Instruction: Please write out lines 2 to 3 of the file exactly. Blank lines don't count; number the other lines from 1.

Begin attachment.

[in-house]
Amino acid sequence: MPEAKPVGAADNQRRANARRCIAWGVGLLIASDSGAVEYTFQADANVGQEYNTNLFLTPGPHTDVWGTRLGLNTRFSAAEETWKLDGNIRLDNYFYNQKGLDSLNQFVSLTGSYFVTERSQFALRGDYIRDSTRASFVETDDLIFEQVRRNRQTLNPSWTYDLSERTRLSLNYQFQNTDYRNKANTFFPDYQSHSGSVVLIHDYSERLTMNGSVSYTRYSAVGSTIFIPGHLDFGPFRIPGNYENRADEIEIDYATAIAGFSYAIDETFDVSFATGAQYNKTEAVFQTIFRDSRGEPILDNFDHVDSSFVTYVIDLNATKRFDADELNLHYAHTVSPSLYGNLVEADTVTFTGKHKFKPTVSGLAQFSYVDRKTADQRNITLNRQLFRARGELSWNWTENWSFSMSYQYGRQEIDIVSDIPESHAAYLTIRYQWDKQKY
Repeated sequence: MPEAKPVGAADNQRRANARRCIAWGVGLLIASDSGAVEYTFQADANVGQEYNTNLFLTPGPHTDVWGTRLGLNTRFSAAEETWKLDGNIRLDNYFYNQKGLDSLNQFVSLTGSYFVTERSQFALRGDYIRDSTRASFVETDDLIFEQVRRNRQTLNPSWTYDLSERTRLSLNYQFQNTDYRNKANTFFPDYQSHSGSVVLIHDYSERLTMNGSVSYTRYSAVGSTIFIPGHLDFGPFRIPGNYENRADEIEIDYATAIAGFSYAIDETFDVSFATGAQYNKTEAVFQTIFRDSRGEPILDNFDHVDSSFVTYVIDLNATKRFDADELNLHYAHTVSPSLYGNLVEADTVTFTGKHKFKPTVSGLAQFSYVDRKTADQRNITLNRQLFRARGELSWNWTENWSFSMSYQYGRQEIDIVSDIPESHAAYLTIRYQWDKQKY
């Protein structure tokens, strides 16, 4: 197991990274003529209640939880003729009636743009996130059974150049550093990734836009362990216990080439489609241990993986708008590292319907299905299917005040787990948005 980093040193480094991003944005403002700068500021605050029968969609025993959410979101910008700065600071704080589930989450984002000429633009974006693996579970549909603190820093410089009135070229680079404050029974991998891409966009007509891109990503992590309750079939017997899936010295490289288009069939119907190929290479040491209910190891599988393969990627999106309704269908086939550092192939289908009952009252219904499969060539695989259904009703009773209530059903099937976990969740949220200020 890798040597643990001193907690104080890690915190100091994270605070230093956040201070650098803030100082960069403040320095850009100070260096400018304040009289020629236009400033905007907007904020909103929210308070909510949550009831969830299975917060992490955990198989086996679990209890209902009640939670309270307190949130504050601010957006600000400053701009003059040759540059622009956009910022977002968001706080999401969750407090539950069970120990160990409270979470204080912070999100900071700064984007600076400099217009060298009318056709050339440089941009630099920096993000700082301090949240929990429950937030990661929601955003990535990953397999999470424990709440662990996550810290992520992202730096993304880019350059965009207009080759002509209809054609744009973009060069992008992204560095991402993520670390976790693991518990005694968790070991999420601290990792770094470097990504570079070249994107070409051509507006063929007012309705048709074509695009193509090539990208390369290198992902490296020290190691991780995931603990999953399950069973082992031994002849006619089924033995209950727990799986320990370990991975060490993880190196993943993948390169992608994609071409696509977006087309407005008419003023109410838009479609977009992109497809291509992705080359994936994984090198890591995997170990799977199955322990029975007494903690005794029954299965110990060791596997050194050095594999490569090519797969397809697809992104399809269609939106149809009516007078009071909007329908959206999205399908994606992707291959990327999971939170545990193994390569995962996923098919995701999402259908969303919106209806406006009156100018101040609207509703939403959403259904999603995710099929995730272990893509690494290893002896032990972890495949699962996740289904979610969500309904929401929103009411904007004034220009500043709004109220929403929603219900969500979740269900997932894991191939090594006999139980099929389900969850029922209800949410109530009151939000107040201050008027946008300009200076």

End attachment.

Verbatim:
Amino acid sequence: MPEAKPVGAADNQRRANARRCIAWGVGLLIASDSGAVEYTFQADANVGQEYNTNLFLTPGPHTDVWGTRLGLNTRFSAAEETWKLDGNIRLDNYFYNQKGLDSLNQFVSLTGSYFVTERSQFALRGDYIRDSTRASFVETDDLIFEQVRRNRQTLNPSWTYDLSERTRLSLNYQFQNTDYRNKANTFFPDYQSHSGSVVLIHDYSERLTMNGSVSYTRYSAVGSTIFIPGHLDFGPFRIPGNYENRADEIEIDYATAIAGFSYAIDETFDVSFATGAQYNKTEAVFQTIFRDSRGEPILDNFDHVDSSFVTYVIDLNATKRFDADELNLHYAHTVSPSLYGNLVEADTVTFTGKHKFKPTVSGLAQFSYVDRKTADQRNITLNRQLFRARGELSWNWTENWSFSMSYQYGRQEIDIVSDIPESHAAYLTIRYQWDKQKY
Repeated sequence: MPEAKPVGAADNQRRANARRCIAWGVGLLIASDSGAVEYTFQADANVGQEYNTNLFLTPGPHTDVWGTRLGLNTRFSAAEETWKLDGNIRLDNYFYNQKGLDSLNQFVSLTGSYFVTERSQFALRGDYIRDSTRASFVETDDLIFEQVRRNRQTLNPSWTYDLSERTRLSLNYQFQNTDYRNKANTFFPDYQSHSGSVVLIHDYSERLTMNGSVSYTRYSAVGSTIFIPGHLDFGPFRIPGNYENRADEIEIDYATAIAGFSYAIDETFDVSFATGAQYNKTEAVFQTIFRDSRGEPILDNFDHVDSSFVTYVIDLNATKRFDADELNLHYAHTVSPSLYGNLVEADTVTFTGKHKFKPTVSGLAQFSYVDRKTADQRNITLNRQLFRARGELSWNWTENWSFSMSYQYGRQEIDIVSDIPESHAAYLTIRYQWDKQKY